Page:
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Trump campaign says it has raised $7.1 million since Atlanta mug shot
Donald Trump’s campaign says it has raised $7.1 million since the former president was processed at an Atlanta jail Thursday in the Georgia election subversion case.
Trump’s fundraising total for the past three weeks, following his indictment and arraignment in Washington related to the federal January 6 case and then his surrender and processing at the Fulton County jail in Georgia, is close to $20 million, a Trump campaign official said.
On Friday, the day following his arrest in Georgia, Trump raised $4.18 million, the highest-grossing day of the entire campaign, the source said.
Following Trump’s arrest, his campaign also immediately began selling merchandise featuring the former president’s mug shot.
The sales have contributed to the high fundraising totals, according to the source.
While Trump is yet to be arraigned in the Georgia case, he made a prime-time appearance at the Fulton County jail Thursday to be booked and released on bond. Trump’s advisers said they were very pleased with the media coverage Thursday, and the former president immediately began to fundraise off of his arrest.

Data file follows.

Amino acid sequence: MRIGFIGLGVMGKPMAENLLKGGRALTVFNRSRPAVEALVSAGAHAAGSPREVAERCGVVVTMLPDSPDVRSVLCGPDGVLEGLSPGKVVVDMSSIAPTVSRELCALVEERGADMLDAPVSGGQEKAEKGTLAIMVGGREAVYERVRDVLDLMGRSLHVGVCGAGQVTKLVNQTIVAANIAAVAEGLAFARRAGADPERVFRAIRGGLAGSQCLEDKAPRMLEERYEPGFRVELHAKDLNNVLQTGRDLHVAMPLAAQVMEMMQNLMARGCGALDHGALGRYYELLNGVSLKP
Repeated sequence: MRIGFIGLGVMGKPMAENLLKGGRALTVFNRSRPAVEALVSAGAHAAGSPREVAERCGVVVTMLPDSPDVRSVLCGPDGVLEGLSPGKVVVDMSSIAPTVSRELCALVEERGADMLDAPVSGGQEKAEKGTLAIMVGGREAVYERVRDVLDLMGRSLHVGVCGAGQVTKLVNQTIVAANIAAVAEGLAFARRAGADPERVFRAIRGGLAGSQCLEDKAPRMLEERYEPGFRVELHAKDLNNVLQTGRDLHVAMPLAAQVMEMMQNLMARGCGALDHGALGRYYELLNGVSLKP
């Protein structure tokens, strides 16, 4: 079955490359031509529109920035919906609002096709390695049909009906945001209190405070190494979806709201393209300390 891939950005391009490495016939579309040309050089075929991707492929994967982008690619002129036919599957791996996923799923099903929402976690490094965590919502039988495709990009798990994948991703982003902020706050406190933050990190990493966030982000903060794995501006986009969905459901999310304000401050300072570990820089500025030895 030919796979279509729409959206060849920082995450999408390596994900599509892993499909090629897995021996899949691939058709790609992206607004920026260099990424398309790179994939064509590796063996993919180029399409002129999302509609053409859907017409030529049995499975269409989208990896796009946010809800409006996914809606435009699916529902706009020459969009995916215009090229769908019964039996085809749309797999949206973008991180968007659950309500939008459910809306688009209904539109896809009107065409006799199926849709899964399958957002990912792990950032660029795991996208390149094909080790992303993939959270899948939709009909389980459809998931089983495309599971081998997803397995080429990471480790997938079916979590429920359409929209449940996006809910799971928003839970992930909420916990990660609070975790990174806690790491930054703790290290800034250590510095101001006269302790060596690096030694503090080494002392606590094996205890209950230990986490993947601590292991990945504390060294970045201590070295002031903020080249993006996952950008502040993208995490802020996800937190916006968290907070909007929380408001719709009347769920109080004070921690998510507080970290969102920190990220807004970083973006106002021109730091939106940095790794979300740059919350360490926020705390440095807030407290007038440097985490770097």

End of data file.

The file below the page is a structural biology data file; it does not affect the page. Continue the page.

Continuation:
Trump also returned to X, the platform formerly known as Twitter, for the first time since January 2021 to share a fundraising note.
“I walked into the lion’s den with one simple message on behalf of our entire movement: I WILL NEVER SURRENDER OUR MISSION TO SAVE AMERICA,” Trump wrote Thursday. He asked his supporters to make a campaign contribution “to evict” President Joe Biden “during this dark chapter in our nation’s history.”
Trump co-defendant, head of Black Voices for Trump denied bail and will remain in prison
A codefendant in the Georgia election fraud case facing former President Donald Trump is being held without bail.
Black Voices for Trump leader Harrison Floyd is being held at Fulton County Jail in Atlanta, Georgia, after turning himself in on Thursday.
“I do find that based on the open charge against you there are grounds for bond to be denied at this point,” Judge Emily Richardson said.
She continued, “So I’m going to go ahead and find that you are at risk to commit additional felonies and a potential risk to flee the jurisdiction.”
Richardson made the decision on the grounds that Floyd was deemed a flight risk.
Floyd is facing charges of influencing witnesses, conspiracy to commit solicitation of false statements and writings and violating the Georgia RICO Act.
Among the 19 co-defendants, Floyd is the only individual not to strike a bond agreement ahead of surrendering to authorities.
He represented himself in court, saying that legal counsel was too expensive.